Air quality models are important tools for municipalities that want to evaluate and analyze pollution levels in urban air. To provide guidance on the use of air quality models, SMHI runs the Swedish Reference Laboratory (Reflab) on behalf of the Swedish Environmental Protection Agency.
Recently, Helene Alpfjord Wylde and Wing Leung, air quality experts at SMHI, held a Nordic meeting to talk about air quality modelling. Among the participants were representatives from Norway, Finland, Iceland and Denmark, as well as from the Swedish Environmental Protection Agency. The aim of the meeting was to share experiences between the Nordic countries and to have a dialogue on how the Nordic air quality problems can be better handled.
Lessons learned and shared experiences
Matthew Ross-Jones, Swedish Environmental Protection Agency, and Helene Alpfjord Wylde, SMHI, presented how Sweden is currently working with air quality modelling, which activities are carried out and what difficulties are encountered. The Nordic countries also shared their experiences in the area.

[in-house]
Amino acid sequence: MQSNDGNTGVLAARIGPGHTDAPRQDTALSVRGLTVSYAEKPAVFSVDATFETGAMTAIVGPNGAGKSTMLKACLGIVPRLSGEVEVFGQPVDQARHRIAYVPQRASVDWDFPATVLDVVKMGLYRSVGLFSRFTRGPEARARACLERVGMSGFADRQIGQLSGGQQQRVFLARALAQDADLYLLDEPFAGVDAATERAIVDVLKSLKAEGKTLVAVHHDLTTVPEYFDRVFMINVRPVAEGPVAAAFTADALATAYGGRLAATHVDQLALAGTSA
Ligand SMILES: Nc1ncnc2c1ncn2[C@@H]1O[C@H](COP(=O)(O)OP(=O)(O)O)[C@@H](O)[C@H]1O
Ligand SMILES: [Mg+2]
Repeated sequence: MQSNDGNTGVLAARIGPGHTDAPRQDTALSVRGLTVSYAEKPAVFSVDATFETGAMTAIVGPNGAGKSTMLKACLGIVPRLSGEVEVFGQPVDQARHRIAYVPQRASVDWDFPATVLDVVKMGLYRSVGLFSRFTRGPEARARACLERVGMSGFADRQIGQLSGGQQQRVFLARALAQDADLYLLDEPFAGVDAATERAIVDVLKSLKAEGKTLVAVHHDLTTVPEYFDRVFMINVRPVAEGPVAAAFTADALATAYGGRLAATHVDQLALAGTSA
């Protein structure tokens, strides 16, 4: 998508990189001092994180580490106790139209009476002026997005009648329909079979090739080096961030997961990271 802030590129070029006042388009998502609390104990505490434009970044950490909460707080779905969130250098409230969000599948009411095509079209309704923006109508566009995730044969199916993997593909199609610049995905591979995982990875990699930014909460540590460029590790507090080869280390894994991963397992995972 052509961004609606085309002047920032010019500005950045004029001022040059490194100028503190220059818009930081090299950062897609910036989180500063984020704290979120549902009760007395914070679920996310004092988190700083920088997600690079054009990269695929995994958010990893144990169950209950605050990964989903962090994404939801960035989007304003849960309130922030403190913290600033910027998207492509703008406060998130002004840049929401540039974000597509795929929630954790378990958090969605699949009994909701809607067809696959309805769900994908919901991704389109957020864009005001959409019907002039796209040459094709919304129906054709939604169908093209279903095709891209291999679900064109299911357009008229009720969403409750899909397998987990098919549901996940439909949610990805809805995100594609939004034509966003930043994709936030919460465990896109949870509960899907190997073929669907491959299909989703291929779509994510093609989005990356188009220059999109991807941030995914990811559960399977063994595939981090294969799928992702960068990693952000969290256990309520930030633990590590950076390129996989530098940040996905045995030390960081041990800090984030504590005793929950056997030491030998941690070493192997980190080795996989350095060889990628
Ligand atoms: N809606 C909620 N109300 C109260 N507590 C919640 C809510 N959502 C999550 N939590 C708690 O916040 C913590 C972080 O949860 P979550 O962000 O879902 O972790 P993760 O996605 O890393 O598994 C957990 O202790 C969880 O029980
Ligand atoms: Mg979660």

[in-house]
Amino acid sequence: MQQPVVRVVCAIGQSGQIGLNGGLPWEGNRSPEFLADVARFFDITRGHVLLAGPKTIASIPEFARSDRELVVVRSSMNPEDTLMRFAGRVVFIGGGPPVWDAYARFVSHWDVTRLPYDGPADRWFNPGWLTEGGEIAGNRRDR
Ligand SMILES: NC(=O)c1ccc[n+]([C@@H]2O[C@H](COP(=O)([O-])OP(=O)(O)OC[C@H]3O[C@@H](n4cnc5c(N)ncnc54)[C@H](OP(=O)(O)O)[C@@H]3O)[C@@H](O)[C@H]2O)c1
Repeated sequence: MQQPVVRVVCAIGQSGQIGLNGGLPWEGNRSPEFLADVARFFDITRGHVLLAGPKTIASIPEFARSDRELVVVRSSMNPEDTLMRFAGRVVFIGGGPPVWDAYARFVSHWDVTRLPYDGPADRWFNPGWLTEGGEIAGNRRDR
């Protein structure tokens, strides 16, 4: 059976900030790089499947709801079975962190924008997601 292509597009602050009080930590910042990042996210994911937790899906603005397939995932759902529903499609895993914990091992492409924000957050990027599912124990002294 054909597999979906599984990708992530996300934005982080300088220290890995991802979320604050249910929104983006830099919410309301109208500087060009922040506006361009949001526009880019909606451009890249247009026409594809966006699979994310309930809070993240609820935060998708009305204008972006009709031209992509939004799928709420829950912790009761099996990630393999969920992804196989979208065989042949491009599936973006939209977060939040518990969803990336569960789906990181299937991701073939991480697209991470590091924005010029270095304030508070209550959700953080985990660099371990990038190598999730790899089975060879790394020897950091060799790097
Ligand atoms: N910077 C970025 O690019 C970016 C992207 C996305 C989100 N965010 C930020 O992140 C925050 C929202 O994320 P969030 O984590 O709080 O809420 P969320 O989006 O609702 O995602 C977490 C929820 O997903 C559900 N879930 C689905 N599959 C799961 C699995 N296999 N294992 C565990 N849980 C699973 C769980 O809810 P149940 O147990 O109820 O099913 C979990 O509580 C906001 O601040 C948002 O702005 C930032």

By sharing these experiences with each other, the different actors became aware of how different issues are handled in the different countries, primarily related to the EU Ambient Air Quality Directive. As the EU is currently revising its directive, many of the questions circulated around what that outcome might mean.
This was the first Reflab meeting focused solely on air quality modelling in the Nordic countries and it was very appreciated. The meeting was characterized by dialogue and showed that most of the Nordic countries are active and ambitious when it comes to working with dispersion modelling. It also highlighted that there are several planned developments for the future. The meeting ended with ideas about important issues for future co-operation, such as in small-scale residential heating.